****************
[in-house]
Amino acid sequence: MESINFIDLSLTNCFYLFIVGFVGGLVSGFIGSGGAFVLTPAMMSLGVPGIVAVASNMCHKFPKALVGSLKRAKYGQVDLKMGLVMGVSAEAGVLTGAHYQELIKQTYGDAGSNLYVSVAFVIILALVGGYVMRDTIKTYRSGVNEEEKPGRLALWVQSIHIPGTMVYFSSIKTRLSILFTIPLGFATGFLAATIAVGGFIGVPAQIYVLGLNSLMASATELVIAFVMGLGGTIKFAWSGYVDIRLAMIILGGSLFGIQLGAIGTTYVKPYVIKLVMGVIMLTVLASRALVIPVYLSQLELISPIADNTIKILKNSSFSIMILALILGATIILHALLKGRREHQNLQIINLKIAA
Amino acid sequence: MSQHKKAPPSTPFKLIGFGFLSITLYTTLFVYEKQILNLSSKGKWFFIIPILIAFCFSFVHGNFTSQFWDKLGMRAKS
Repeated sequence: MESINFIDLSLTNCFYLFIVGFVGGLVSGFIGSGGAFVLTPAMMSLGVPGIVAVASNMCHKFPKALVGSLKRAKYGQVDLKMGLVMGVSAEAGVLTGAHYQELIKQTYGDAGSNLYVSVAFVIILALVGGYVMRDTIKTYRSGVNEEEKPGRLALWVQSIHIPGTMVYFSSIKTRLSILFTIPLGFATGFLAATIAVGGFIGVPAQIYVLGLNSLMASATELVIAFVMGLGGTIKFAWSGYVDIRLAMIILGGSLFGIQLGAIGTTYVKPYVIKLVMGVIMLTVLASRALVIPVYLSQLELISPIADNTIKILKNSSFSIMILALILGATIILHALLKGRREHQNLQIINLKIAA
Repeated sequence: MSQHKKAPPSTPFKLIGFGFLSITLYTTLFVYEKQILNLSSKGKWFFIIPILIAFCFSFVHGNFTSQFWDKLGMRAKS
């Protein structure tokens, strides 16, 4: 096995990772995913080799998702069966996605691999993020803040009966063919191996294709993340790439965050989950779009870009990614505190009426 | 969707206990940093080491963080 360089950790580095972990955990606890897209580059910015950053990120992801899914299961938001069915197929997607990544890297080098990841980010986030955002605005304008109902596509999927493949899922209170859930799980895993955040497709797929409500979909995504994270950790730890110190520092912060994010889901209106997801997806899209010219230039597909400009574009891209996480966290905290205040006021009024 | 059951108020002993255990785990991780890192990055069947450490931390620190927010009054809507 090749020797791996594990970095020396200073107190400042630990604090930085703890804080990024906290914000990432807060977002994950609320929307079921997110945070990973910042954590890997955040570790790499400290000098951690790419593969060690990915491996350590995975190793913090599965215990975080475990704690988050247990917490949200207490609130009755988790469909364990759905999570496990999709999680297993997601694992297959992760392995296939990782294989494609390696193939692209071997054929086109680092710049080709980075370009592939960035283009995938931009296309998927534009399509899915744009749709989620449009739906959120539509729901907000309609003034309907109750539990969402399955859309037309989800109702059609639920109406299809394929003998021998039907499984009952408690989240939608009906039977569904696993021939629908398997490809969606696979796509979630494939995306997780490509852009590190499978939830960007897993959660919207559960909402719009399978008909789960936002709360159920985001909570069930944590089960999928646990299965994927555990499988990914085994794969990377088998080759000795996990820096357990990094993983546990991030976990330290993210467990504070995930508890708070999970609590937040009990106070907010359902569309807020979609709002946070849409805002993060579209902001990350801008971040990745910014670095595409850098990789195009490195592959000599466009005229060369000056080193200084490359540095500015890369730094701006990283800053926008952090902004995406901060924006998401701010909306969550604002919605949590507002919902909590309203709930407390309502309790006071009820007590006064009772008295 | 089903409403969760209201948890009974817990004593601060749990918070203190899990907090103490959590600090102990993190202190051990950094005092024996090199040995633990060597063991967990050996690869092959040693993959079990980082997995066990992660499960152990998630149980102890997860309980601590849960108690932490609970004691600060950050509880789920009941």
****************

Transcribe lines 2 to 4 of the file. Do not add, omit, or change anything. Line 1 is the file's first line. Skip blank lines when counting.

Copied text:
Amino acid sequence: MESINFIDLSLTNCFYLFIVGFVGGLVSGFIGSGGAFVLTPAMMSLGVPGIVAVASNMCHKFPKALVGSLKRAKYGQVDLKMGLVMGVSAEAGVLTGAHYQELIKQTYGDAGSNLYVSVAFVIILALVGGYVMRDTIKTYRSGVNEEEKPGRLALWVQSIHIPGTMVYFSSIKTRLSILFTIPLGFATGFLAATIAVGGFIGVPAQIYVLGLNSLMASATELVIAFVMGLGGTIKFAWSGYVDIRLAMIILGGSLFGIQLGAIGTTYVKPYVIKLVMGVIMLTVLASRALVIPVYLSQLELISPIADNTIKILKNSSFSIMILALILGATIILHALLKGRREHQNLQIINLKIAA
Amino acid sequence: MSQHKKAPPSTPFKLIGFGFLSITLYTTLFVYEKQILNLSSKGKWFFIIPILIAFCFSFVHGNFTSQFWDKLGMRAKS
Repeated sequence: MESINFIDLSLTNCFYLFIVGFVGGLVSGFIGSGGAFVLTPAMMSLGVPGIVAVASNMCHKFPKALVGSLKRAKYGQVDLKMGLVMGVSAEAGVLTGAHYQELIKQTYGDAGSNLYVSVAFVIILALVGGYVMRDTIKTYRSGVNEEEKPGRLALWVQSIHIPGTMVYFSSIKTRLSILFTIPLGFATGFLAATIAVGGFIGVPAQIYVLGLNSLMASATELVIAFVMGLGGTIKFAWSGYVDIRLAMIILGGSLFGIQLGAIGTTYVKPYVIKLVMGVIMLTVLASRALVIPVYLSQLELISPIADNTIKILKNSSFSIMILALILGATIILHALLKGRREHQNLQIINLKIAA